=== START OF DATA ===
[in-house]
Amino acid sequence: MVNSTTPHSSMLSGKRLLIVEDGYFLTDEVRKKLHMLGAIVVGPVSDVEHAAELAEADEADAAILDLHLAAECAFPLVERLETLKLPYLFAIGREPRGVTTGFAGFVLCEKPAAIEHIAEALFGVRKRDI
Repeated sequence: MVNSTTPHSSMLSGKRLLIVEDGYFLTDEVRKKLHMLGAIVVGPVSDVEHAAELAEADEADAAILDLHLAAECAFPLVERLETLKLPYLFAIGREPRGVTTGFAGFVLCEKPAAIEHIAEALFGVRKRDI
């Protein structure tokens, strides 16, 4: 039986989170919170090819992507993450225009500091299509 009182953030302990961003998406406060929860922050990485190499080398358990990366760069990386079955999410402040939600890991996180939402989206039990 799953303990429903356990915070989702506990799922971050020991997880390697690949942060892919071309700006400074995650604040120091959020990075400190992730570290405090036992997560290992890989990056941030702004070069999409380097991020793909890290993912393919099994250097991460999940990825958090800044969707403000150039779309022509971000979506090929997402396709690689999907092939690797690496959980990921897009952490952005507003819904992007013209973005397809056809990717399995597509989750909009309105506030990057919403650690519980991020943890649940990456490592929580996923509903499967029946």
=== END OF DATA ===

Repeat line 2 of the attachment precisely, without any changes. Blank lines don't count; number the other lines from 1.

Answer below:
Amino acid sequence: MVNSTTPHSSMLSGKRLLIVEDGYFLTDEVRKKLHMLGAIVVGPVSDVEHAAELAEADEADAAILDLHLAAECAFPLVERLETLKLPYLFAIGREPRGVTTGFAGFVLCEKPAAIEHIAEALFGVRKRDI